This recipe is included in the earliest Abbasid cookery book and is attributed to the ill-fated Musa al-Hadi, whose caliphate lasted only around a year (785-6) before he was succeeded by his younger brother, the great Harun al-Rashid. The dish is quite simple to make, and requires lamb’s liver, vinegar (it works well with apple cider, too!), murrī (use soya sauce as a substitute), sesame oil, coriander, cumin, caraway, and pepper. The liver is cut into narrow strips and marinated in the seasonings and spices before frying. When serving, sprinkle on some more spices. They make a wonderful liver sandwich, with sauce and trimmings of your choice.
This recipe from 10th-century Baghdad is both flavoursome and easy to make. Cut tender lamb into slices ((شَرائح, sharā’iḥ) and marinate in fresh coriander (cilantro) juice, mixed with asafoetida. Coat the kebabs with olive oil before skewering, and then cook. Serve with rice and a wonderfully delicate dip made with red wine vinegar, murrī (use soy sauce), asafoetida and caraway seeds.
The tharīd (ثَرِيد) is one of the oldest and most popular dishes in Arab cuisine and usually denotes crumbled bread in a meat or vegetable broth. Deriving its name from the verb tharada (ثَرَدَ), ‘to crumble’, the dish was apparently one of the favourite foods of the Prophet, himself, who reportedly said that “the virtue of ʿĀ’isha [his favourite wife] among women is like that of the tharīd among all food” (فضل عائشة على النساء كفضل الثريد على سائر الطعام). This 13th-century recipe is attributed to a Cordoban physician by the name of Abu ‘l-Hasan al-Bannani, who would apparently make it in spring. It is prepared with diced lamb, salt, onion juice, pepper, coriander seeds, caraway and olive oil. Once this is cooked, spinach, grated cheese and butter are added, before pouring everything onto the bread crumbs. In this recreation, the dish is served with couscous.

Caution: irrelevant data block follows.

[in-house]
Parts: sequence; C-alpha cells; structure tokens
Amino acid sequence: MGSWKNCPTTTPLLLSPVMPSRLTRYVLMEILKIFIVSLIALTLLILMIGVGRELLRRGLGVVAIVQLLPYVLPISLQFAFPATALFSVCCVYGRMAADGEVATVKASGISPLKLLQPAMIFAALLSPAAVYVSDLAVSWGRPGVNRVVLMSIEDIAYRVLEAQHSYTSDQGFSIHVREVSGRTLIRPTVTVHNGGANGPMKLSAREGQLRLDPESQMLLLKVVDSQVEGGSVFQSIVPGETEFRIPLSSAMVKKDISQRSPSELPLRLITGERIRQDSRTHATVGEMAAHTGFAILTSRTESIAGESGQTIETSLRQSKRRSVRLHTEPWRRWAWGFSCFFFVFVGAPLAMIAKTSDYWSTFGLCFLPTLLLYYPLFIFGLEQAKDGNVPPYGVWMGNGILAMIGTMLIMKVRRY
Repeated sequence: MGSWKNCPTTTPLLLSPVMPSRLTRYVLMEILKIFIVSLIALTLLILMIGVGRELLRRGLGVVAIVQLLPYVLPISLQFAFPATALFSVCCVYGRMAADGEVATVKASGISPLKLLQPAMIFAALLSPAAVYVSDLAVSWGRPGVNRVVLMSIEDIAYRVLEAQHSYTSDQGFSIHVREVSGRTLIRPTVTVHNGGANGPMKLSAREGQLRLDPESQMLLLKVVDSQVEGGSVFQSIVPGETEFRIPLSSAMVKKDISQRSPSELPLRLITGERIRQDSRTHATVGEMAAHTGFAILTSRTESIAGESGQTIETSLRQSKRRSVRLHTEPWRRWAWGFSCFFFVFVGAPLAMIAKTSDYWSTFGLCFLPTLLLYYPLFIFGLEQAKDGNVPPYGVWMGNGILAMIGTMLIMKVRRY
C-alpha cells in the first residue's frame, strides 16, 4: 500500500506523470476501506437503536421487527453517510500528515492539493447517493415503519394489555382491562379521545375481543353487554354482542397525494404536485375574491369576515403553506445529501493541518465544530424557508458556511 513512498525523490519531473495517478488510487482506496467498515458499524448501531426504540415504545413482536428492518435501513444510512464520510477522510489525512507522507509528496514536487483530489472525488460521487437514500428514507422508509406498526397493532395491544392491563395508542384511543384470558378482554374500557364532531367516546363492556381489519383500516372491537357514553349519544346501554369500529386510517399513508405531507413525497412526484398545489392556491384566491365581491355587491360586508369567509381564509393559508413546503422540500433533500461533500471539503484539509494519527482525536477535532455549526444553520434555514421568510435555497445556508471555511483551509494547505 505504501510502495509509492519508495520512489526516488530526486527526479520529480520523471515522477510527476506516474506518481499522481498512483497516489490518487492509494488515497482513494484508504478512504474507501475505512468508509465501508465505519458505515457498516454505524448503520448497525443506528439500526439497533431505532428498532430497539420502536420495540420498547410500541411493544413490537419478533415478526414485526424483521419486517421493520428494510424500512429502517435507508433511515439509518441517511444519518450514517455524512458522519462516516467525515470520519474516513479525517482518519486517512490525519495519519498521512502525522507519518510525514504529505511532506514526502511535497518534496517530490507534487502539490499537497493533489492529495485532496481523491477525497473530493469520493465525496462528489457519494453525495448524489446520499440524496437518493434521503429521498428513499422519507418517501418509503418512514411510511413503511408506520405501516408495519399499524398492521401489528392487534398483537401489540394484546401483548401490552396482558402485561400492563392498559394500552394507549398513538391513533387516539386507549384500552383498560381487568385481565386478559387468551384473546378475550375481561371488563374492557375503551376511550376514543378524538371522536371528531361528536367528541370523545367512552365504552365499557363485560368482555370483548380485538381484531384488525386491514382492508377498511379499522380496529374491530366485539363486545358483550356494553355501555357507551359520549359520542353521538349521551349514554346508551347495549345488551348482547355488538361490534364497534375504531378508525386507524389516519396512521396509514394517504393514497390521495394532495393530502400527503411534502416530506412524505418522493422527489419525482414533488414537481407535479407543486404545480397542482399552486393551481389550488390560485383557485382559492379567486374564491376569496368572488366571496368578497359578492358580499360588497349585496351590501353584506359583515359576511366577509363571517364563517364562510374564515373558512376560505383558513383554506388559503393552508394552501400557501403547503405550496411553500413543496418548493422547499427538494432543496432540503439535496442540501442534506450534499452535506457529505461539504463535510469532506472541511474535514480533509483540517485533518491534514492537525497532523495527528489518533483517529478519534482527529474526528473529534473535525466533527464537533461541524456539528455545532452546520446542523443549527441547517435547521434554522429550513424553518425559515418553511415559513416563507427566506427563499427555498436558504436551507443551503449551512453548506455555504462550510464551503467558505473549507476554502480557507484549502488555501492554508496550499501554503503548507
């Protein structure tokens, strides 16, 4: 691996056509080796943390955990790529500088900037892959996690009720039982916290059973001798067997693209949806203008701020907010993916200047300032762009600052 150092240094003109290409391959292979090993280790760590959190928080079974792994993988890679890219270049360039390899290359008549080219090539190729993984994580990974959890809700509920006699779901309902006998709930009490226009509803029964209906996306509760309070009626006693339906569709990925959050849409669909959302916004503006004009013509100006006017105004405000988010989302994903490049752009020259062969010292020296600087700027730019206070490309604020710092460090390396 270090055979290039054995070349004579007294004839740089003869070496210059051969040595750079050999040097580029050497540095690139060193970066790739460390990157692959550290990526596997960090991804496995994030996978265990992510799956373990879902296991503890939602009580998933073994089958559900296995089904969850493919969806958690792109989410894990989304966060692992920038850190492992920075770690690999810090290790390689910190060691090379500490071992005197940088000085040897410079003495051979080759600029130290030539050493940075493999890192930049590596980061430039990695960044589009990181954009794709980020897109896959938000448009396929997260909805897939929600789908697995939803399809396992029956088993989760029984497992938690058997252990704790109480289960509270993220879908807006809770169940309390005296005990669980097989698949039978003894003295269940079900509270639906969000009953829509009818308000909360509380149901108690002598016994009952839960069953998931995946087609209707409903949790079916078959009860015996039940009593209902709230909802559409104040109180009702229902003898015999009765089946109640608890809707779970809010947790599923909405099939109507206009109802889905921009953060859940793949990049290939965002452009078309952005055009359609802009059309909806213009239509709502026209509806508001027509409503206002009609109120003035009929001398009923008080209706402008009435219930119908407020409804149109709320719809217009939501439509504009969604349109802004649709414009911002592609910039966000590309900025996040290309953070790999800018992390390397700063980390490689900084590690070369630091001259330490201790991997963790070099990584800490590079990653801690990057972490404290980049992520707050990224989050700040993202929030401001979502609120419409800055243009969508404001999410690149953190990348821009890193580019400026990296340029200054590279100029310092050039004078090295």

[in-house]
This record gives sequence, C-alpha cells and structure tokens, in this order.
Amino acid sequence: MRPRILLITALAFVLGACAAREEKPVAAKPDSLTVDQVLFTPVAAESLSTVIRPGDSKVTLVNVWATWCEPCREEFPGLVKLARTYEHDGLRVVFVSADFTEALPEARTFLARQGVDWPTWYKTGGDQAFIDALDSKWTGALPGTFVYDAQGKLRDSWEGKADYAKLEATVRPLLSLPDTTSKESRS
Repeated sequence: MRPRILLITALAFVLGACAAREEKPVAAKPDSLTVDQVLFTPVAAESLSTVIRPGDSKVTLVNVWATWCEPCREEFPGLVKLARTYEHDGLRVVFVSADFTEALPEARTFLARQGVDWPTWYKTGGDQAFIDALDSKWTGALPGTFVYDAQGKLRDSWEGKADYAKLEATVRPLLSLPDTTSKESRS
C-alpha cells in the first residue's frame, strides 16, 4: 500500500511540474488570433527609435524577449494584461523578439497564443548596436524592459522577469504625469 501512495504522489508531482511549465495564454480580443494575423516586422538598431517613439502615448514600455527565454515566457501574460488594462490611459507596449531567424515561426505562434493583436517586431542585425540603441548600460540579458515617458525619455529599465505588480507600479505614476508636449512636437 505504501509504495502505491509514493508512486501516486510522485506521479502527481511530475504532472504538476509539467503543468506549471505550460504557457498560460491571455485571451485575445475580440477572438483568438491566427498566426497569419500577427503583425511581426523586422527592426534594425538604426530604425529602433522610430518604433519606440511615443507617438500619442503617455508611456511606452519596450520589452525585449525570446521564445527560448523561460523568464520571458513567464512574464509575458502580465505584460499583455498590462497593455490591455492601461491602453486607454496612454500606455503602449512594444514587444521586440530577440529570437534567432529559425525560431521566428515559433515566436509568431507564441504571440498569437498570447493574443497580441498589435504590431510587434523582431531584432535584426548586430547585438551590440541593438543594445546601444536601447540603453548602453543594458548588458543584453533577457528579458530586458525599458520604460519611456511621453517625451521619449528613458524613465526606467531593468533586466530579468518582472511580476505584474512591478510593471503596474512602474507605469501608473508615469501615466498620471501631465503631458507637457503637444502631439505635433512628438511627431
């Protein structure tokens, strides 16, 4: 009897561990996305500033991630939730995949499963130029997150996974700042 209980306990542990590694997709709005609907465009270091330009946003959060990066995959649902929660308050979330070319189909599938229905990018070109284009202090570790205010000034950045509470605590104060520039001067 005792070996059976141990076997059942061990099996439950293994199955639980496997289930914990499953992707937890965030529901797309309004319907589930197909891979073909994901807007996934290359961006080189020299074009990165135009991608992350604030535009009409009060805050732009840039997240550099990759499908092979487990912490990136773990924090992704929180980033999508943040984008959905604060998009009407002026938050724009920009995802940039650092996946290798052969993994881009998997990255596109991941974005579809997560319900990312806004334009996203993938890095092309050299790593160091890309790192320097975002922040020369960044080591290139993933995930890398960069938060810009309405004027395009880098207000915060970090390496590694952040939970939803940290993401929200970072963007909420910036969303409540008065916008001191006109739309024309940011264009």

An Andalusian dish, consisting of aubergine stuffed with lamb mince, spices and egg-whites. It is unusual in a number of respects. Firstly, it is one of very few Jewish recipes, whereas, in terms of cooking, it is made in three separate pots, each of which containing slightly different ingredients (among them rose water, citron, mint, vinegar, thyme, rue, fennel, onion). Two of the varieties are decorated with eggs, either whole or just the yolks. (Anonymous, fol. 70v.)
A wonderful stew with prunes from 13th-century Muslim Spain. It is made with fatty lamb, salt, pepper, coriander, cumin, saffron and vinegar. Once the meat is done, the prunes are added. They should be of the small black variety, known as ‘cow’s eyes’ (ayn al-baqar), preserved in vinegar. When serving, spread everything out on a plate, and decorate with crumbled egg yolks, little meatballs and spices [Andalusian, fols. 10v.-11r.]
This is a recipe by Nasir al-Din al-Tusi (1201-1274), one of the most famous scholars of the Middle Ages. He claimed the dish remedies foul temperament and strengthens sexual potency. It is made with lamb and onions, coconut oil. cardamom, cinnamon, and musk. It is recommended for lunch. [Sultan’s Sex Potions, pp. 102-3]
A layered omelette with mince meat of your choosing (but chicken works best). The meat is cooked with spices (except cumin), olive oil and rose water. The meat is then layered in between omelettes and cooked. [Andalusian, 20v.-21r.]
This tagliatelli-type pasta is referred to in several culinary treatises, and sheds some interesting light on the history of pasta. In the recipe recreated here it is part of a dish which also contains sour yoghurt, meat (you can use chicken, lamb or beef), garlic, pepper, onions, and coriander (both fresh and dried). Some of the meat is cut into slices, the rest is shaped into balls. The pasta is served on top of the yoghurt, with the meat being put on last. [Ibn Mubārak Shāh, fol. 12r.]
A 13th-century dish made with lamb or veal, salt, pepper, coriander, onions, ginger, saffron, spikenard, cinnamon, and rose-water syrup. What is unusual about this recipe is that you use a couscoussier, placing cut onions in the top (colander) pot, and the meat in the bottom one so that the onion juices drip into the meat. Afterwards, it is finished off in the oven. [Andalusian, fol. 51r.]